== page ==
Saturday, 31 May 2014

The Second Time I Saw You- Pippa Croft *Blog Blitz*

Publishing 22nd May 2014 Penguin

It's the beginning of a new term at Wyckham College, Oxford, and a fresh start for Lauren Cusack. Her fingers were badly burnt when a whirlwind romance with gorgeous English aristocrat, Alexander Hunt, became too hot to handle - and now she's determined to keep her distance.

Her resolve is shaken when Alexander appears on her doorstep - he's been completely torn apart by some devastating news. Lauren knows that she should stay away, but their chemistry is undeniable and she soon finds herself back in Alexander's arms.

Can Lauren handle the drama that comes with Alexander Hunt? Or will she have to sacrifice the most exhilarating passion she's ever known . . .

(The Second Time I saw you is the 2nd book in the Oxford Blue Series.)


About the Author


Pippa Croft is the pen name of an award-winning romantic novelist. After studying English at Oxford, she worked as a copywriter and journalist before writing her debut novel, which won the RNA's New Writers' award and was later made into a TV movie. She lives in a village in the heart of England with her husband and daughter.


Author Links




The First Time We Met is the first novel in the sizzling new Oxford Blue romance series from Pippa Croft.

When US Senator’s daughter Lauren Cusack arrives at the enchanting Wyckham College of Oxford University, she hopes to mend her broken heart by throwing herself into her studies.

But then English aristocrat Alexander Hunt walks into her life and everything changes. Handsome, brooding, and with his own dark past to escape, Alexander is exactly what Lauren doesn’t need – but she finds herself helplessly drawn towards him.

Both Alexander and Lauren know that they should stay away from each other . . . but sometimes desire is so powerful that it conquers all else.

Thursday, 29 May 2014

Spotlight by Krista Richmond *BLOG TOUR* Review and Author Feature!

Krista Richmond

“He’s Hollywood premieres, and I’m small-town newspaper. Where can this possibly go?”

Release Date: 22nd May 2014
Genre: Fiction/ Contemporary Romance
Published by: The Writers Coffee Shop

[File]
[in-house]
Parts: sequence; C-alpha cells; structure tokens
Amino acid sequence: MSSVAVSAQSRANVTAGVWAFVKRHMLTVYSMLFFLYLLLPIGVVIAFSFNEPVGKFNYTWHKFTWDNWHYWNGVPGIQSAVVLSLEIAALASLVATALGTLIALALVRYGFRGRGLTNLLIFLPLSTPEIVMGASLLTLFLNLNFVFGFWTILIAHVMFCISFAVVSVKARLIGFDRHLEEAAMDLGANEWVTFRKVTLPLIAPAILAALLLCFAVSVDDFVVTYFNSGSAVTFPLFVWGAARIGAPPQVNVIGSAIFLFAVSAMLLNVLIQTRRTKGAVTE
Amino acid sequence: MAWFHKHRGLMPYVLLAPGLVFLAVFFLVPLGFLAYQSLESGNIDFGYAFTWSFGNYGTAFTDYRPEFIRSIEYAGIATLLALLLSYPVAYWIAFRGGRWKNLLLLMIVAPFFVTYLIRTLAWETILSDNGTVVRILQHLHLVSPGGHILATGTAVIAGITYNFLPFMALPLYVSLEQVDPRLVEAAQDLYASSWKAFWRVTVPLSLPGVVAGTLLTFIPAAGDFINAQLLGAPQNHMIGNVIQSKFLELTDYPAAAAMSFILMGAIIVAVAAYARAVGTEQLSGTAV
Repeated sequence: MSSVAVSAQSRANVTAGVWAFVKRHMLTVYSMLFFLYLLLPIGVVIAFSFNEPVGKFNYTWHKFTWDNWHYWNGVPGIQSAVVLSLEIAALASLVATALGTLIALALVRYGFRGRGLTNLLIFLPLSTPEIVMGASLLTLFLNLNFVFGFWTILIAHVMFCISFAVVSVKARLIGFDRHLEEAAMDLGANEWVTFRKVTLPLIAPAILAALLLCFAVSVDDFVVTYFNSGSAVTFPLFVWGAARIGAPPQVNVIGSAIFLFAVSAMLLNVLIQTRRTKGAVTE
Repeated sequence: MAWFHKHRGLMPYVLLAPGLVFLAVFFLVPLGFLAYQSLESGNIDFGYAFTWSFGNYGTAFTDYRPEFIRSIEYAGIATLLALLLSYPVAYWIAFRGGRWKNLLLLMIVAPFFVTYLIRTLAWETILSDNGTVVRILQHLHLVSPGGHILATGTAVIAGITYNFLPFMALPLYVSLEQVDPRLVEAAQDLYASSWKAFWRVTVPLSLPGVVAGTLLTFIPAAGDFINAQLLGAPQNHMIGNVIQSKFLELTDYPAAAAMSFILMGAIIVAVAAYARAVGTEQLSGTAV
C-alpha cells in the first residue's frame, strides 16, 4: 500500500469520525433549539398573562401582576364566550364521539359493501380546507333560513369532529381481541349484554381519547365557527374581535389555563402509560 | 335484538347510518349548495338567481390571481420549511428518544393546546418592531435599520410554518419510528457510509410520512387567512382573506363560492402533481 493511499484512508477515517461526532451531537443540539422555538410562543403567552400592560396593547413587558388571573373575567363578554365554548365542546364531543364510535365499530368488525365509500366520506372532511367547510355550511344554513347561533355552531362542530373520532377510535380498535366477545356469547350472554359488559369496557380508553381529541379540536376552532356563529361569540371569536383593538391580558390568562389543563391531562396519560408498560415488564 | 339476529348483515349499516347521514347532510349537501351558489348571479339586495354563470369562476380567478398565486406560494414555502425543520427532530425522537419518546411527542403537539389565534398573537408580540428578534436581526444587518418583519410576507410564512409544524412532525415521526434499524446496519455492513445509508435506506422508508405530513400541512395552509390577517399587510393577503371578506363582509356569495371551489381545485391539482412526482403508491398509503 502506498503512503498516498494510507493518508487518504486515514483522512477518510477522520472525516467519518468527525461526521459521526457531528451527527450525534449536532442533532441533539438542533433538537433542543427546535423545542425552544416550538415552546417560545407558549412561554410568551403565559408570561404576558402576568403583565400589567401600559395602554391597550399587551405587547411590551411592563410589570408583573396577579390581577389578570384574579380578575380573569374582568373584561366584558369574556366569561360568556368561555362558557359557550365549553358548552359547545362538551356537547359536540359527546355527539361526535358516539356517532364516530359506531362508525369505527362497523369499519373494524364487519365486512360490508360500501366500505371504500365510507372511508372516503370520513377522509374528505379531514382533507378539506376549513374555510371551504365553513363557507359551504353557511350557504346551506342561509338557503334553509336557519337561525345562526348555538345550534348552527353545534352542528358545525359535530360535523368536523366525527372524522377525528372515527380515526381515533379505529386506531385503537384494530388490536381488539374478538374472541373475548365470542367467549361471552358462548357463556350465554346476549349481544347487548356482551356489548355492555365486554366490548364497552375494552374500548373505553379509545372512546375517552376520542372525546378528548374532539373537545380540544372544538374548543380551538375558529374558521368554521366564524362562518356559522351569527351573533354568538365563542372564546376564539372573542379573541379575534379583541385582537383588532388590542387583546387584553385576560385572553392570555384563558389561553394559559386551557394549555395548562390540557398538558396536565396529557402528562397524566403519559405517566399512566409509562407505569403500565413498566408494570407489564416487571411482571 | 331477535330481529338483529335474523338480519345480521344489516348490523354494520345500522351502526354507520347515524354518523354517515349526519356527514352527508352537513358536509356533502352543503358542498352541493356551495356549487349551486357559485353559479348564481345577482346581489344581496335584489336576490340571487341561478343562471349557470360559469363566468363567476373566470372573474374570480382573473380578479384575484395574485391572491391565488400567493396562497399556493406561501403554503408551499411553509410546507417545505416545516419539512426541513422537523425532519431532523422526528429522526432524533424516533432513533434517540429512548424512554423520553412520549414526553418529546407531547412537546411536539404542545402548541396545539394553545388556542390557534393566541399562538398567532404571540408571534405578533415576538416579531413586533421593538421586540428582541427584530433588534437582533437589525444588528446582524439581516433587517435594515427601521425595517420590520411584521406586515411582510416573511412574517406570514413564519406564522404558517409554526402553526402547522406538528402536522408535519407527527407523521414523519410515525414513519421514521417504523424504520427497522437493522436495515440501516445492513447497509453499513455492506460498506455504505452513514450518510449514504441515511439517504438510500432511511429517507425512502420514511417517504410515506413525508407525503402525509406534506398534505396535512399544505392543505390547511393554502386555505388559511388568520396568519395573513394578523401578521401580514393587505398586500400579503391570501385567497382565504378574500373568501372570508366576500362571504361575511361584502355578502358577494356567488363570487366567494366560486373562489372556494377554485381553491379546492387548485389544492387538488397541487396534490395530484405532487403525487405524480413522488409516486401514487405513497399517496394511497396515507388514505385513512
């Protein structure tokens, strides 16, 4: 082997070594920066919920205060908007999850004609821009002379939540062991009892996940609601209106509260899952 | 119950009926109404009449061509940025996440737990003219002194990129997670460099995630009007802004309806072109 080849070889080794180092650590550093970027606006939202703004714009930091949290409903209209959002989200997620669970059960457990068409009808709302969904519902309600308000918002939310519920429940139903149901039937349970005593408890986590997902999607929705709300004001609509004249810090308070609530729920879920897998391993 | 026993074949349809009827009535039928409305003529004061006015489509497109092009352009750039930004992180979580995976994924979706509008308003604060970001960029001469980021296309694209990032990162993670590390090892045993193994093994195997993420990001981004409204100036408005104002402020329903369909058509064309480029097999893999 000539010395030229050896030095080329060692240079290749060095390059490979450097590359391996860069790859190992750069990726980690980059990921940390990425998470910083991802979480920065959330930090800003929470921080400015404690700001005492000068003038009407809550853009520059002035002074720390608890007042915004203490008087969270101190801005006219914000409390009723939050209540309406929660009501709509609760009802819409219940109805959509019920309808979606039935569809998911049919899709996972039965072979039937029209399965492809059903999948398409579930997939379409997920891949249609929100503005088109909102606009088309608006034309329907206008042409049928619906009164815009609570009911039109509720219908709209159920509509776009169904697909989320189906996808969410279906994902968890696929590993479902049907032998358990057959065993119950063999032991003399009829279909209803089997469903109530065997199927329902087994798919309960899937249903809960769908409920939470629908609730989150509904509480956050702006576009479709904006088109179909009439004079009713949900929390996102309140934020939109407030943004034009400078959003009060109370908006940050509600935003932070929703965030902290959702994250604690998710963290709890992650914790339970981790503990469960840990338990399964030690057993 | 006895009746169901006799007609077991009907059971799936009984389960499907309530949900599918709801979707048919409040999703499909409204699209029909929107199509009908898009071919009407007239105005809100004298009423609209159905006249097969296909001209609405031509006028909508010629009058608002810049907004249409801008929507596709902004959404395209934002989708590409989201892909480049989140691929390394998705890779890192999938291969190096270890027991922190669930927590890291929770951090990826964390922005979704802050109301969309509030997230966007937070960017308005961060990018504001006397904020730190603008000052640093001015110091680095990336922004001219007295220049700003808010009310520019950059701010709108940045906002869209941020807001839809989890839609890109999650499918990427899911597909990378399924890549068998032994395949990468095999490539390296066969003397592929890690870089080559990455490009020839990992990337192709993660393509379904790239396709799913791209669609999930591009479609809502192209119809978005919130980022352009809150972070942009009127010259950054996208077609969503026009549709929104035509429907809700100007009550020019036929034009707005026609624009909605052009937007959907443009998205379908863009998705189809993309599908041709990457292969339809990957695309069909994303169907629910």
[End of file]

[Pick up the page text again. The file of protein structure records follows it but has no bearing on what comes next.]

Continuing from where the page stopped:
Available from: AmazonKoboBarnes and Noble, and TWCS PH


As both a fan and a journalist, Lily Richards often wonders what role the media plays in creating the phenomenon that is actor Daniel Brighton. Personally, she prefers to report her favorite celebrity’s latest role rather than his latest dining companion—but she knows others in her profession don’t always agree.

A chance encounter with Daniel at a press junket gives Lily the opportunity to prove she’s not like other journalists. But Nate Brennan—Daniel’s publicist—isn’t convinced of Lily’s altruistic nature. He’s baffled by his client’s sudden preference for the no-name columnist, and when they are forced to work together, their professional battles soon lead to personal sparks.
As Lily becomes more involved in the world of entertainment media, she must balance what she feels is appropriate celebrity coverage with the personal relationships she now holds dear.
How much is too much when you’re standing near the glare of the Spotlight?
The Review
I was very excited to read Spotlight as it sounded right up my street. I love books about celebrity and the entertainment business and could relate to how starstruck Lily was at meeting Daniel- I am definitely a fangirl myself!  I thought the scenes where Lily waited to meet him at the stage door were very realistic, I loved how the obsessive fans were portrayed.
The first half of the book had me spellbound, I literally couldn't put it down.  The characters were easy to relate to, even Daniel who is an A list star, and I admit I fell a little bit in love with him-he is top notch book boyfriend material.  In my mind he was a bit like Daniel Craig (again, I wouldn't say no...)